Precision Medicine Approaches and the Health of Populations: Study Design Concerns and Considerations.
Perspect Biol Med. 2018;61(4):527-536
Authors: Galea S, Abdalla SM
Biomedical advances in the past decade have aimed to capitalize on two movements that have dominated the research conversation: precision medicine and the ascent of big data. These emerging shifts have resulted in growing confidence that we can better characterize health, predict who will get ill and with what, develop new treatments which exploit genetic, metabolic, and other vulnerabilities in cancers and infectious agents, and tailor some of these treatments to match characteristics of the individual patient and their specific disease. However, we suggest that there are important cautions. Weaknesses in the data and the methods used to study them raise three potential concerns. First, any data collected, and analysis attempted, will have limited utility absent internal validity, unless fundamental issues of accurate and consistent measurement can be addressed. Second, lack of attention to external validity limits generalizability beyond the narrow (even if large) samples in hand, so that the utility of inference that can emerge from these approaches remains limited. Third, the proposed approaches seldom include consideration of ubiquitous forces that can determine whether observed associations are truly attributable to the innovation or to other, unmeasured forces. This essay discusses these limitations and explores how they can influence inference drawn from big data precision medicine science.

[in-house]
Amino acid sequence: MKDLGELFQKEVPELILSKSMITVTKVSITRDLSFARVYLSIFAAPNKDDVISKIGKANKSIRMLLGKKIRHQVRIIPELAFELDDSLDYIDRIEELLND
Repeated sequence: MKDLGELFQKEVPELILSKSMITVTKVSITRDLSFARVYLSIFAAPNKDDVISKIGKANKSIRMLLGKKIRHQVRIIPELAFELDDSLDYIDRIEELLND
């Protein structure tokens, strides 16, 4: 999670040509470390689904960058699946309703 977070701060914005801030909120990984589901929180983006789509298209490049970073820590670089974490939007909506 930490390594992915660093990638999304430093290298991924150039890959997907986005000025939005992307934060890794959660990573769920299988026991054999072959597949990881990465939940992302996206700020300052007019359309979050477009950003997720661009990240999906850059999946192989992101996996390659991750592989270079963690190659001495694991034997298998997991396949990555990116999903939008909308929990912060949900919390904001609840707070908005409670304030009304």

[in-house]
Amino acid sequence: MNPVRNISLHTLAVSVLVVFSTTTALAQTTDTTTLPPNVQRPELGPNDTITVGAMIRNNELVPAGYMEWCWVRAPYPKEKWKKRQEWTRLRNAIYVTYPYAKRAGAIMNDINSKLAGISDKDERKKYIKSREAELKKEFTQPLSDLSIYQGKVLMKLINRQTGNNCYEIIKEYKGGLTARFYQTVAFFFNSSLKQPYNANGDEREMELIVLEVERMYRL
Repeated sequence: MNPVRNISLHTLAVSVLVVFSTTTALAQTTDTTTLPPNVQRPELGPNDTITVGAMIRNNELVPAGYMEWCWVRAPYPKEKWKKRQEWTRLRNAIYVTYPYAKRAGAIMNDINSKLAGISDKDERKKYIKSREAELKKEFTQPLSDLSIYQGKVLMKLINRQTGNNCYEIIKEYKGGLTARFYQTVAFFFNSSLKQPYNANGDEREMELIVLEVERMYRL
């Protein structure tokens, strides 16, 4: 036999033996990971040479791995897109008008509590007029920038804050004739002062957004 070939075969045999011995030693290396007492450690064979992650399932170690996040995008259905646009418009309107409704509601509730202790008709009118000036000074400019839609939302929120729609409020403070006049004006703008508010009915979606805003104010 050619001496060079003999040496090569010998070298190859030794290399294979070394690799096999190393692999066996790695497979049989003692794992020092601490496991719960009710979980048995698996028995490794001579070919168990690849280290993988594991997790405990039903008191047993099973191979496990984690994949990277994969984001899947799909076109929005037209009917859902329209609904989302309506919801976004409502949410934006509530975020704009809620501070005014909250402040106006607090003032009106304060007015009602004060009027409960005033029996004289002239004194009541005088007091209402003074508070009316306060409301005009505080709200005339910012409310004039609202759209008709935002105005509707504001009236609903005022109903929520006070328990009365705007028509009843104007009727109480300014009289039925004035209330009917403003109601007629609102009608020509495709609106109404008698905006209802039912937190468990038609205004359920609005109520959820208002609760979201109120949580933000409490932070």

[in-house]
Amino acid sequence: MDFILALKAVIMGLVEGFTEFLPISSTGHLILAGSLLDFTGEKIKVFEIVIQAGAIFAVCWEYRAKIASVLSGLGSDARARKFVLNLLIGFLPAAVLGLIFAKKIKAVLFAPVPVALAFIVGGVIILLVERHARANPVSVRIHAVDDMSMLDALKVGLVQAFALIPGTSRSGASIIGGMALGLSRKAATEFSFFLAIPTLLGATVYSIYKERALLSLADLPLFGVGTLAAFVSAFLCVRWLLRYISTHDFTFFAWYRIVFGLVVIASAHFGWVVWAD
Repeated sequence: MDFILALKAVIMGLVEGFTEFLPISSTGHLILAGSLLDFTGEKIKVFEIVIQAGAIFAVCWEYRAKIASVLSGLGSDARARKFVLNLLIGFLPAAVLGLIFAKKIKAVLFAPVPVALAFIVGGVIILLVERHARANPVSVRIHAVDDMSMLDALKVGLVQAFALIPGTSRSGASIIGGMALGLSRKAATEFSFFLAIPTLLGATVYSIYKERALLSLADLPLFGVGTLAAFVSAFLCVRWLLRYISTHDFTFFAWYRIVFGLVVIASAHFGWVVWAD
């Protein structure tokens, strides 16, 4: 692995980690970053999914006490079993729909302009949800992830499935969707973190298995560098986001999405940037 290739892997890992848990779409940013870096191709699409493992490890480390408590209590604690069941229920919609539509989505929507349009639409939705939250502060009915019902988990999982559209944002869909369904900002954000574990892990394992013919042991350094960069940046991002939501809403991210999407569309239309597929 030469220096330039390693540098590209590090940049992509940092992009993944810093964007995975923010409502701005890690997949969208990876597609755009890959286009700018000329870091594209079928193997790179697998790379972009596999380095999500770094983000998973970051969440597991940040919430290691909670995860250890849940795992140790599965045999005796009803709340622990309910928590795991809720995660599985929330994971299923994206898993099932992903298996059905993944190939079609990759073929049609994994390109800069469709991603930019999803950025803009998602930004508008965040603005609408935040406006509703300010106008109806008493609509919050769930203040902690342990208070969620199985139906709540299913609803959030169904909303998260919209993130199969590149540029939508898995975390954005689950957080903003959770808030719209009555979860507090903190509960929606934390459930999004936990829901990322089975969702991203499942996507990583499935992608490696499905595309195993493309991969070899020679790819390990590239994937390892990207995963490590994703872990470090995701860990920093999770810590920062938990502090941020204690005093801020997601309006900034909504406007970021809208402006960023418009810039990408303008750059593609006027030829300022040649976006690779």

PMID: 30613035 [PubMed – indexed for MEDLINE]